Another dungeon crawling role-playing game from Japanese developer Experience, Ray Gigant is a good entry point to an often complex genre, boasting streamlined mechanics, an enjoyable story, and decent cast of characters. Adding to the Vita's already crowded catalogue of Japanese titles, does this tale of teenagers and colossal god-like entities do enough to stand out?

Within the first two minutes of booting up Ray Gigant, civilisation as we know it is reduced to rubble. Mankind's torn to bits without warning by Gigants, monstrous entities that are described by the game as aliens – although it's unclear whether they even belong to our own plane of existence. In any case, everything's gone to hell, and humanity is only able to survive due to the power of the Yorigami – another set of mysterious and powerful beings that have a bone to pick with the Gigants.

The plot itself doesn't deal with any truly deep themes or concepts, and it certainly isn't all that original, but by evoking feelings of Neon Genesis Evangelion and other post-apocalyptic Japanese media, it manages to spin a strong enough yarn. As mentioned, there's also a good cast of characters at work here; some adhere to stereotypical archetypes for sure, but generally speaking, the youths charged with saving the human race from certain doom are reasonably well written, and each one of them slots into the overarching narrative nicely.

As is the case with a lot of text heavy RPGs these days, dialogue choices play a part in the plot, but they don't really have any impact on proceedings. Stepping into the shoes of Ichiya – a young man who has an inherent affinity with the Yorigami – you'll be able to have your say during various conversations, but again, these decisions are little more than narrative fluff. Still, the ability to project your own opinions onto the protagonist at least heightens your involvement.

The game's quite linear in structure, dumping you into one or two dungeons per story chapter, and each excursion tends to be bookmarked by plenty of dialogue and plot exposure. It's a straight forward approach that lends itself to the narrative aspects of the release, and the story feels well paced as a result. Some stints of dungeon crawling do perhaps drag on a little too long, but even then, the narrative payoff rarely underwhelms.

Thankfully, the pacing's also kept in check by the fact that you aren't forced to revisit cleared dungeons in order to grind and power up your party members. Unlike many similar titles, character progression is thoughtfully streamlined, and as long as you make good use of your team's skill trees, you shouldn't encounter too many problems in combat. That said, the option to return to a previous dungeon is available between chapters, so if there's a particular skill that you really want or a weapon that you're eager to enhance, it's easy enough to dive back into the fray.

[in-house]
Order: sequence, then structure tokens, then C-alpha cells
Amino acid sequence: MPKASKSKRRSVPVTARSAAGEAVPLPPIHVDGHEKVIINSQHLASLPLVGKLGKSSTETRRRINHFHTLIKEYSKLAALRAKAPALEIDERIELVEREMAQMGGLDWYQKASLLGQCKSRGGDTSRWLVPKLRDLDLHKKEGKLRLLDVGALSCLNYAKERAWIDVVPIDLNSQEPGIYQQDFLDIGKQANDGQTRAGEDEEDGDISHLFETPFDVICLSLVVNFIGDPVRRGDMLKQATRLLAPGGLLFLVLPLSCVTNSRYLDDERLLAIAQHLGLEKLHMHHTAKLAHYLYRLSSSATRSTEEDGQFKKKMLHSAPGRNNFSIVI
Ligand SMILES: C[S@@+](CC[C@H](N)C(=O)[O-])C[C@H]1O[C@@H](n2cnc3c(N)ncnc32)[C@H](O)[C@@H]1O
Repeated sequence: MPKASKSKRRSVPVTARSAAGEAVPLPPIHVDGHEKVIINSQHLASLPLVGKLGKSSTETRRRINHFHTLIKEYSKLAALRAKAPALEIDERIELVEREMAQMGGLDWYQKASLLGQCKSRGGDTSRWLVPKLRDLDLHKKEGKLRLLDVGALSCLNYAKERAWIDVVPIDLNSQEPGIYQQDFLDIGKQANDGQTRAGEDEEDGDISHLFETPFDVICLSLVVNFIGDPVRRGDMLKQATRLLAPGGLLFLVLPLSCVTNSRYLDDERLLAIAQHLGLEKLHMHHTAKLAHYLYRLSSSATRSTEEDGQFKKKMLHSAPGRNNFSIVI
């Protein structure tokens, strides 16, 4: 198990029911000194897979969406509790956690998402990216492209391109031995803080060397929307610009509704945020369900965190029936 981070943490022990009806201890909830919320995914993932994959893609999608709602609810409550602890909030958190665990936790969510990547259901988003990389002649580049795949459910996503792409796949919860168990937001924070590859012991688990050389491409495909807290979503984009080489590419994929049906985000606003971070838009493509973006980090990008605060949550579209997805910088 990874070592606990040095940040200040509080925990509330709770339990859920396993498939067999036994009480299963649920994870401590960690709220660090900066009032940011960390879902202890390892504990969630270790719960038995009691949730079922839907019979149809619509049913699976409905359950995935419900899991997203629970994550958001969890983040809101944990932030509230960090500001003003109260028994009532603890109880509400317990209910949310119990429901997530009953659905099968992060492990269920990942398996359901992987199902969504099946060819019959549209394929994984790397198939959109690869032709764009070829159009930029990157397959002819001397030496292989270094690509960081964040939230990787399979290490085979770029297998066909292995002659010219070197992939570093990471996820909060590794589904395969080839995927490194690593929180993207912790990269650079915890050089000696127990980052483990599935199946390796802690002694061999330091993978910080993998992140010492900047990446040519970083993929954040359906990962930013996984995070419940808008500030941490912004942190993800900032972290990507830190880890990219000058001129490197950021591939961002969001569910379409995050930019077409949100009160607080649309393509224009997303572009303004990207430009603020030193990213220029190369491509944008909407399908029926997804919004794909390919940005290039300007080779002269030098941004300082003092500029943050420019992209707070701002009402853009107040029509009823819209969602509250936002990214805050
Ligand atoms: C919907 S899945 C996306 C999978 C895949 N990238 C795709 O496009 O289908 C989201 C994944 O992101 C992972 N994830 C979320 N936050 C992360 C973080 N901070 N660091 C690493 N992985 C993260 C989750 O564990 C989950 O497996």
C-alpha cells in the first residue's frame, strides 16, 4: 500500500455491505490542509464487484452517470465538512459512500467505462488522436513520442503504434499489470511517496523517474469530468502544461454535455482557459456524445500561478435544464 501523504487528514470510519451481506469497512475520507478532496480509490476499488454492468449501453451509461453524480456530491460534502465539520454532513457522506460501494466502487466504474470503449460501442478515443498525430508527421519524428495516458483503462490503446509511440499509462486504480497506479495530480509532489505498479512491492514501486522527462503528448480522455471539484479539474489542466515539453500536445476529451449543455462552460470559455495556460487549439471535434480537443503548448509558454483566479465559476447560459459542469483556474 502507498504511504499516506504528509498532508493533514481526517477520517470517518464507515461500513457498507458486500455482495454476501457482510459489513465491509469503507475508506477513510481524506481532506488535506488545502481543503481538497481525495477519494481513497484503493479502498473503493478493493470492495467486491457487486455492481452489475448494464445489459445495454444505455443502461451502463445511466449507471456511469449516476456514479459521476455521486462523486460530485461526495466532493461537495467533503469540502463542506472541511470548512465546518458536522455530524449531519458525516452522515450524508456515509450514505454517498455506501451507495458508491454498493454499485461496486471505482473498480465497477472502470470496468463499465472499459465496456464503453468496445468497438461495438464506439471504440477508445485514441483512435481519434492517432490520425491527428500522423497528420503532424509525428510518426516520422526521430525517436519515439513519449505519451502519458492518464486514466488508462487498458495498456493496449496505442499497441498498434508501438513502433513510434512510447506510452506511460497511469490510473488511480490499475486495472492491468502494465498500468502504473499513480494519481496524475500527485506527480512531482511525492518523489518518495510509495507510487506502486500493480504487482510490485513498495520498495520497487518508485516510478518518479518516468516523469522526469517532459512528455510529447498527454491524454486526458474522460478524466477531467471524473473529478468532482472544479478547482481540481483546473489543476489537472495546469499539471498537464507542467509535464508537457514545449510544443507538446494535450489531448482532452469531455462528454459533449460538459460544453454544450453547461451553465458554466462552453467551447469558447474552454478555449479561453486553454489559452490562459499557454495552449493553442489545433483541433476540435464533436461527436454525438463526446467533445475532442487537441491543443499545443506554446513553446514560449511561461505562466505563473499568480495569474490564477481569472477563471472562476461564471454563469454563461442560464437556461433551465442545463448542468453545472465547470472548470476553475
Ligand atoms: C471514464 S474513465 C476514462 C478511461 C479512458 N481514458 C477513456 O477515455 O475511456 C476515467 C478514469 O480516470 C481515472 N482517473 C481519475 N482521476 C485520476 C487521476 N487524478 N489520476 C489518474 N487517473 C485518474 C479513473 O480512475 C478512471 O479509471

Powering up you and your buddies requires resources that enemies drop when defeated. Alongside crystals that raise your base statistics – effectively determining that character's role in battle – you also find gems that allow you to unlock new weapons, shields, and accessories. All in all, it's a neat little system, and because you're not relying on concepts like grinding for experience points, it feels like you're always making some progress, even if you're just saving a handful of crystals for a new ability that's caught your eye.

Likewise, combat is similarly tidy. Outside of big boss fights with gigantic Gigants, you'll often be scrapping with smaller monsters as you explore dungeons. When you boil it down, it's a pretty standard turn based affair: you pick your commands, hit the confirm button, and watch how things play out. However, Ray Gigant makes a few subtle tweaks to the evergreen turn-based formula, and these wrinkles give battles a surprisingly unique flavour.

For starters, your health regenerates after every encounter, meaning that there's no reason not to take each fight seriously, and as such, attacking and defending are equally important. It's up to you whether you'll spend a turn dishing out some pain or shrugging off incoming blows, which creates a pleasant rhythm, especially during boss brawls. While you could argue that there's no real need for much tactical thought – you're always going to just hunker down and defend when you need healing, for example – you're still presented with a respectable amount of options when it comes to approaching combat, and that's enough to keep you invested.

Overall, it's difficult to really fault Ray Gigant, even if nothing that it does is particularly special. It also helps that, as a whole, the game's tied together rather well by a slick art style and a catchy soundtrack. As far as presentation goes, our only gripe is with the dungeons themselves, which can seem overly bleak compared to the title's otherwise colourful, creative design.

Conclusion

Taking a step back from being a hardcore dungeon crawler, Ray Gigant puts one foot firmly into the realm of modern Japanese RPGs, and the result is an accessible experience, perfect for those looking for a gateway into the genre. It's not quite up there with the best that the Vita has to offer, but a good battle system and an enjoyable story go a long way in making this a rock solid role-playing release.